In many cancer contexts, the detection of CTCs can provide important diagnostic information and is related to patients’ outcomes. In a recent study, a dual-step procedure of CTCs separation was evaluated in blood samples of 17 patients with advanced melanoma. The authors, observing parameters, such as progression free survival (PFS), OS, and number of metastasis sites, have highlighted that CTCs’ amount is correlated with patient prognosis. However, being based on a limited number of samples, these results will need to be further confirmed [103]. A clinical study has evaluated the association between the presence of CTCs in stage III melanoma patients and disease relapses. The analysis was conducted on 243 patients at first clinical presentation and the detection of CTCs was significantly associated with a shorter relapse-free survival (RFS), 6 months in 37% of patients enrolled [104].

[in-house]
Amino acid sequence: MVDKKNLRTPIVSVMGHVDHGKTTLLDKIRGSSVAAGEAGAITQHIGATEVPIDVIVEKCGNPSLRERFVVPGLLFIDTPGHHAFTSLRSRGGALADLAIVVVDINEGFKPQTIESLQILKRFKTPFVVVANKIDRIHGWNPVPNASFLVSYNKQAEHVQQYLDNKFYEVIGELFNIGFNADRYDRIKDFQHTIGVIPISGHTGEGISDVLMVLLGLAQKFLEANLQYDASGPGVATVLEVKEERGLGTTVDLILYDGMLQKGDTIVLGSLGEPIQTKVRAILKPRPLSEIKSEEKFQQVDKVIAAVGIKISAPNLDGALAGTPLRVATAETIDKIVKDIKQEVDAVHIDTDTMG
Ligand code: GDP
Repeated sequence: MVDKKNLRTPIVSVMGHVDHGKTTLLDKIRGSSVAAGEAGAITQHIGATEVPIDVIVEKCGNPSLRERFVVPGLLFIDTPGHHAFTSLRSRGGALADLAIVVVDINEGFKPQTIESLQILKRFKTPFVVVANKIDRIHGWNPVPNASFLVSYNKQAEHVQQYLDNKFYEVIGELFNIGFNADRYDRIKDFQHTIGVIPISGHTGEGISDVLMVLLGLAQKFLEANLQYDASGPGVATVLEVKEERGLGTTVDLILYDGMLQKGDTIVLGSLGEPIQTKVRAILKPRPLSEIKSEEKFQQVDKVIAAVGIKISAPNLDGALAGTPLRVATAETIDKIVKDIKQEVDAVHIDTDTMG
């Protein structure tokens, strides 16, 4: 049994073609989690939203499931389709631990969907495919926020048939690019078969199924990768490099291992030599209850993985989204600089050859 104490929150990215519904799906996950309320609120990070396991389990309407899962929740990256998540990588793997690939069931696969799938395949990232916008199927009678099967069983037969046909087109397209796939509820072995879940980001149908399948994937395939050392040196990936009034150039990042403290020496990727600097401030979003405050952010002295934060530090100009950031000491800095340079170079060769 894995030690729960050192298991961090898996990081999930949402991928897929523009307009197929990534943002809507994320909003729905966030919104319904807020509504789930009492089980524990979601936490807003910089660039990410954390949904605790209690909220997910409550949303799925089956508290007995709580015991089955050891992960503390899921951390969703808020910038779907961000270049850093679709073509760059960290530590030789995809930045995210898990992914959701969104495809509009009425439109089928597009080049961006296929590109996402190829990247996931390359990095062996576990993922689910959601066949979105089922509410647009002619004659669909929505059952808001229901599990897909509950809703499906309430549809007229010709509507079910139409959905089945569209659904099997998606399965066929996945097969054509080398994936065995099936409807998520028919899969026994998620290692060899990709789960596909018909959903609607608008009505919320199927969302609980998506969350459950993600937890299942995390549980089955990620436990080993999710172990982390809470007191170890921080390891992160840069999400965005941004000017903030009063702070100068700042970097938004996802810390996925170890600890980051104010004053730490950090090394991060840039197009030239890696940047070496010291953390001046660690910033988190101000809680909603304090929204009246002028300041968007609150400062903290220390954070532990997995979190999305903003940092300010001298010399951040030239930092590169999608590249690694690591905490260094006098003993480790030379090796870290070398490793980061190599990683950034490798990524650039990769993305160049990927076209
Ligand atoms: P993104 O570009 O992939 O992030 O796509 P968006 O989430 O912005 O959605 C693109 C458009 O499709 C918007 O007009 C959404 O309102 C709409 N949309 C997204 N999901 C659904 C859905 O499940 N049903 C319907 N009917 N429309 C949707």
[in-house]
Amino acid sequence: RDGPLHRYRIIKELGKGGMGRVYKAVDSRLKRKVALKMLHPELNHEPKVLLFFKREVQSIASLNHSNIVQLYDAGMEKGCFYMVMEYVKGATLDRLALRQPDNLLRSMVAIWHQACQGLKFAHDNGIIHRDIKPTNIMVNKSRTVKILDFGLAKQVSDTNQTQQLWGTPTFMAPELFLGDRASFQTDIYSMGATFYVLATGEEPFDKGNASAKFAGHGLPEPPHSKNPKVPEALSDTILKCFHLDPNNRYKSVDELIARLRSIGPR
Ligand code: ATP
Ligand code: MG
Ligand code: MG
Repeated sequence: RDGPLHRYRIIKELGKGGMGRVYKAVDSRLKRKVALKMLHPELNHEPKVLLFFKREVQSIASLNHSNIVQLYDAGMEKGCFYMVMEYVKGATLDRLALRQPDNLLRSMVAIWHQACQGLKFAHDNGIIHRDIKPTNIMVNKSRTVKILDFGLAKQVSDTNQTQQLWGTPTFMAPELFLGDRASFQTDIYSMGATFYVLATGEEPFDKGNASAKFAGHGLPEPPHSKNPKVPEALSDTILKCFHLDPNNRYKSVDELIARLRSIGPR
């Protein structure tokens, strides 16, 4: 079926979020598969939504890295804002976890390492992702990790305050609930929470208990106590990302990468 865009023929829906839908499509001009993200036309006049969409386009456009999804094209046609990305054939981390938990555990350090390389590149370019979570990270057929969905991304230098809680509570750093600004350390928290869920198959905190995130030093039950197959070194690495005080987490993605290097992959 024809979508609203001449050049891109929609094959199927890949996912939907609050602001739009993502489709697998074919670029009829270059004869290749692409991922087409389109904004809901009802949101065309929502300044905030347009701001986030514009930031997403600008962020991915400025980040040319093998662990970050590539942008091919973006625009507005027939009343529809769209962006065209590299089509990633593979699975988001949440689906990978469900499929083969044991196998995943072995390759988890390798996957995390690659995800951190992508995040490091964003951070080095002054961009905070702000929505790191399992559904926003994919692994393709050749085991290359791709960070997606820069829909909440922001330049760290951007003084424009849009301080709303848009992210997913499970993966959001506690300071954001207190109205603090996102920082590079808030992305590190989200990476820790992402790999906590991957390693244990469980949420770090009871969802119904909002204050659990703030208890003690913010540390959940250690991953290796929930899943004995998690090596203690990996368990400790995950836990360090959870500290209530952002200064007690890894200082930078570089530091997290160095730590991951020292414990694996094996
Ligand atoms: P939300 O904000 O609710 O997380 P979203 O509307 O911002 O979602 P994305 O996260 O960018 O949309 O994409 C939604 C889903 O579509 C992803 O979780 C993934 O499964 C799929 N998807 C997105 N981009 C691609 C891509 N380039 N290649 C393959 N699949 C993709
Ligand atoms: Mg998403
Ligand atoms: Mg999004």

Currently, 11 melanoma clinical trials involve the use of CTCs (Table 1) [78].
Melanoma CTCs appears to be a predictive biomarker to immunotherapy response. A significant correlation has been observed between CTCs, with elevated basal levels of PDL1, and pembrolizumab response in advanced melanoma patients. Patients with PDL1+ CTCs have found favorable effects in terms of PFS as compared to the control group with low levels of circulating PDL1 [105]. The development of a signature of 19 genes for melanoma CTCs (CTC score) allowed to quickly assess the response to ICIs. CTCs score changes radically after treatment with immunotherapy, providing important information on the treatment response even in the long term. Therefore, early monitoring of CTCs changes could help clinicians in screening patients for immunotherapy and it would also avoid unnecessary and harmful treatments for non-responsive patients [106].

3.2. ctDNA